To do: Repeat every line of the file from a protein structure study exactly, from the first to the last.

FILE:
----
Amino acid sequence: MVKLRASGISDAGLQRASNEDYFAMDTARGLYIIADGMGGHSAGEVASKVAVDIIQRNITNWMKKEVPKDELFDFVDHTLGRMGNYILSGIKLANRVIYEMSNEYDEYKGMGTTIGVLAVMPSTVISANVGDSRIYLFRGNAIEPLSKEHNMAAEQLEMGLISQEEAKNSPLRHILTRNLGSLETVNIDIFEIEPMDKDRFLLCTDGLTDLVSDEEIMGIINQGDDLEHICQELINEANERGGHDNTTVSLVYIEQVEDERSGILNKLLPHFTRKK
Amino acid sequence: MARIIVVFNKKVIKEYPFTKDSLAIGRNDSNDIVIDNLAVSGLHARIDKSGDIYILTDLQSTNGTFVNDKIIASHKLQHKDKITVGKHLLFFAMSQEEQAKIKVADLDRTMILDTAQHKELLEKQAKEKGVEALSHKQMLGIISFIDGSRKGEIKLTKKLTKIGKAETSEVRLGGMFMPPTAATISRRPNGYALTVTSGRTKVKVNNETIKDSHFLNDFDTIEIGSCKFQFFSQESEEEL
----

Amino acid sequence: MVKLRASGISDAGLQRASNEDYFAMDTARGLYIIADGMGGHSAGEVASKVAVDIIQRNITNWMKKEVPKDELFDFVDHTLGRMGNYILSGIKLANRVIYEMSNEYDEYKGMGTTIGVLAVMPSTVISANVGDSRIYLFRGNAIEPLSKEHNMAAEQLEMGLISQEEAKNSPLRHILTRNLGSLETVNIDIFEIEPMDKDRFLLCTDGLTDLVSDEEIMGIINQGDDLEHICQELINEANERGGHDNTTVSLVYIEQVEDERSGILNKLLPHFTRKK
Amino acid sequence: MARIIVVFNKKVIKEYPFTKDSLAIGRNDSNDIVIDNLAVSGLHARIDKSGDIYILTDLQSTNGTFVNDKIIASHKLQHKDKITVGKHLLFFAMSQEEQAKIKVADLDRTMILDTAQHKELLEKQAKEKGVEALSHKQMLGIISFIDGSRKGEIKLTKKLTKIGKAETSEVRLGGMFMPPTAATISRRPNGYALTVTSGRTKVKVNNETIKDSHFLNDFDTIEIGSCKFQFFSQESEEEL